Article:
[ fawls-hoo d ]
/ ˈfɔls hʊd /


a false statement; lie.
something false; an untrue idea, belief, etc.: The Nazis propagated the falsehood of racial superiority.
the act of lying or making false statements.
lack of conformity to truth or fact.
Obsolete. deception.

Nearby words

  1. false-negative,
  2. false-negative reaction,
  3. false-positive,
  4. false-positive reaction,
  5. false-start,
  6. falseness,
  7. falsetto,
  8. falsework,
  9. falsie,
  10. falsies

Origin of falsehood

First recorded in 1250–1300, falsehood is from the Middle English word falshede. See false, -hood

Synonym study

1. Falsehood, fib, lie, untruth refer to something untrue or incorrect. A falsehood is a statement that distorts or suppresses the truth, in order to deceive: to tell a falsehood about one's ancestry in order to gain acceptance. A fib denotes a trivial falsehood, and is often used to characterize that which is not strictly true: a polite fib. A lie is a vicious falsehood: to tell a lie about one's neighbor. An untruth is an incorrect statement, either intentionally misleading (less harsh, however, than falsehood or lie) or arising from misunderstanding or ignorance: I'm afraid you are telling an untruth.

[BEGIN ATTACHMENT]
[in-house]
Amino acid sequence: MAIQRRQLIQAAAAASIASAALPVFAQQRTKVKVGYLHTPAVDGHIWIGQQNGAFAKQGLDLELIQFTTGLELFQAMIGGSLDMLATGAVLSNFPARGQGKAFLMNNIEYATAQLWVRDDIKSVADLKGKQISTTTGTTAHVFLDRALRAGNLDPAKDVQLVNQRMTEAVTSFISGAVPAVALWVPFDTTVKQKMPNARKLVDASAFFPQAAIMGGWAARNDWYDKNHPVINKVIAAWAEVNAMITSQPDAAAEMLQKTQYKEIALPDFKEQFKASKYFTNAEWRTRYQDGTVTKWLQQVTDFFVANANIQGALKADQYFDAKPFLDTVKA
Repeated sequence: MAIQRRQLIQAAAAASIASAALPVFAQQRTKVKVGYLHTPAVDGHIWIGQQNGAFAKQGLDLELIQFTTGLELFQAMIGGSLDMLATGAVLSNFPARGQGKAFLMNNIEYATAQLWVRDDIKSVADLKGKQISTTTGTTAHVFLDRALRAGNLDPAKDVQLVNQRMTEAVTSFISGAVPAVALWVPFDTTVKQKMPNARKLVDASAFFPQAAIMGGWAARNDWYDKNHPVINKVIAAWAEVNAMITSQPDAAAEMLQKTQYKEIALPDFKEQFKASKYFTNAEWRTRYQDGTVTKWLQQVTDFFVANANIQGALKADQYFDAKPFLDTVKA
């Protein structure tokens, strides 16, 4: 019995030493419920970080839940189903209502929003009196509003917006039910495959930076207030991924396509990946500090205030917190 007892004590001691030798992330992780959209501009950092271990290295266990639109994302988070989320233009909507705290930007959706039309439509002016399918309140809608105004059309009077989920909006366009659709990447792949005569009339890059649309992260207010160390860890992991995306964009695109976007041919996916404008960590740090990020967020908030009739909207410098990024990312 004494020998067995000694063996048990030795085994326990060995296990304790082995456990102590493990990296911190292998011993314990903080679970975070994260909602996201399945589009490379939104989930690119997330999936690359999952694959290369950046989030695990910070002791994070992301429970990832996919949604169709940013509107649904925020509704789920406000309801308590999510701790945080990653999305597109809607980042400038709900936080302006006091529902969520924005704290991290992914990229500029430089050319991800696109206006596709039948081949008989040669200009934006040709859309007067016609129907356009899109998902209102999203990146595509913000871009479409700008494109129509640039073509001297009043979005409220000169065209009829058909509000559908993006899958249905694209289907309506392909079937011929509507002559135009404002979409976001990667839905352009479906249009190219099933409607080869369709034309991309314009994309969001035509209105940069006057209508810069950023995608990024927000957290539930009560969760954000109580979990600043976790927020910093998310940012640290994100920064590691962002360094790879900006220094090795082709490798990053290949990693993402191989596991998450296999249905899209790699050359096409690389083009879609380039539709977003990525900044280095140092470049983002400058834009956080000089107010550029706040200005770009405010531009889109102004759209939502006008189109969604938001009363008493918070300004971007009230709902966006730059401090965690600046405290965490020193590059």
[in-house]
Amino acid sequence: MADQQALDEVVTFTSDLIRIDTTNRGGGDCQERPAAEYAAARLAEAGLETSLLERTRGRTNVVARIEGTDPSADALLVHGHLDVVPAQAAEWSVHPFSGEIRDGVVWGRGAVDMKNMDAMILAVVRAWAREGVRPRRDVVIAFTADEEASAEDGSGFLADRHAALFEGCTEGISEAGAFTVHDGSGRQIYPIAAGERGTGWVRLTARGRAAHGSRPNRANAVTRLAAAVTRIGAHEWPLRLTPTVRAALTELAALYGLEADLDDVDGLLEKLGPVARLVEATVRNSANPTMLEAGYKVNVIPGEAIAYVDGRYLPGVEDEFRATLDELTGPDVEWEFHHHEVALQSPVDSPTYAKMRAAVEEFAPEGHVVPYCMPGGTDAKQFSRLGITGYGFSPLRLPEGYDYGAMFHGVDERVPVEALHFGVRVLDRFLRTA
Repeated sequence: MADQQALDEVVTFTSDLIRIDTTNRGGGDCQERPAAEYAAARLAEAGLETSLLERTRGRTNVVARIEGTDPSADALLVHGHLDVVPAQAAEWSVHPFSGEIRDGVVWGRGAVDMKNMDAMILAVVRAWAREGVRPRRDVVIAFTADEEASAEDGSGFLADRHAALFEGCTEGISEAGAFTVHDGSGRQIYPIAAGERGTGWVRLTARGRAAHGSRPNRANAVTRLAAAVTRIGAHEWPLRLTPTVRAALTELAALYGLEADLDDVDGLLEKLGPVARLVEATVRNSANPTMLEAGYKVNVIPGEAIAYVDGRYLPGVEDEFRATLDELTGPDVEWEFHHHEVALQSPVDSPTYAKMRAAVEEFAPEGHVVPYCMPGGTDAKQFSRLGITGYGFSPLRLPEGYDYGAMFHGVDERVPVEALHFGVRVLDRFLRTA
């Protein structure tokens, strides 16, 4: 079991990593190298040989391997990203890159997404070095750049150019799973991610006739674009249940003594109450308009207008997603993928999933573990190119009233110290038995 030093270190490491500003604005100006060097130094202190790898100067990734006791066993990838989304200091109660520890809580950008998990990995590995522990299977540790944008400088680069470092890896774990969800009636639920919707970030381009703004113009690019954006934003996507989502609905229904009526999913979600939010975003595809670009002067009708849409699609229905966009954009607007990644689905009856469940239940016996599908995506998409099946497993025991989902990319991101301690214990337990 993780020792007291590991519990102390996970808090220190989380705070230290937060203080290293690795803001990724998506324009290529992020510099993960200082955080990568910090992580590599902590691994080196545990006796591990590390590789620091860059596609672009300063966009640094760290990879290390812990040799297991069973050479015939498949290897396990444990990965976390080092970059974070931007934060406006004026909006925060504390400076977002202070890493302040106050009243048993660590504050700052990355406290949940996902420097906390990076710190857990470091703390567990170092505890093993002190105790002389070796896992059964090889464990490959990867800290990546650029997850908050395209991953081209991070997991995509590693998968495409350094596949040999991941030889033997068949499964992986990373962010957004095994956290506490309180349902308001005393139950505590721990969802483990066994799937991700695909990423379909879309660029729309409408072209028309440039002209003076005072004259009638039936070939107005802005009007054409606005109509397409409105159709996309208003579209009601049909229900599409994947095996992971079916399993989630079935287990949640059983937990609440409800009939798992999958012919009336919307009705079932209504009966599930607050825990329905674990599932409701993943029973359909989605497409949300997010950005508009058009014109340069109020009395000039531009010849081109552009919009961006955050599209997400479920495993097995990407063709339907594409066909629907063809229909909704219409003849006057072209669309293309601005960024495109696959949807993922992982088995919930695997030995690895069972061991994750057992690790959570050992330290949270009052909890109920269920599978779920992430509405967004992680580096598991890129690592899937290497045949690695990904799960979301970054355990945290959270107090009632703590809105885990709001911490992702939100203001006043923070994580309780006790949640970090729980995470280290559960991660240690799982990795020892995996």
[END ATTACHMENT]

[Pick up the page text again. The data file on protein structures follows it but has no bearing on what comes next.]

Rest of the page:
Dictionary.com Unabridged Based on the Random House Unabridged Dictionary, © Random House, Inc. 2019

Examples from the Web for falsehood

British Dictionary definitions for falsehood


/ (ˈfɔːlsˌhʊd) /


the quality of being untrue
an untrue statement; lie
the act of deceiving or lying
Collins English Dictionary - Complete & Unabridged 2012 Digital Edition © William Collins Sons & Co. Ltd. 1979, 1986 © HarperCollins Publishers 1998, 2000, 2003, 2005, 2006, 2007, 2009, 2012

Word Origin and History for falsehood



late 13c., falshede, "deceitfulness," also "a lie," from false + -hood.

Online Etymology Dictionary, © 2010 Douglas Harper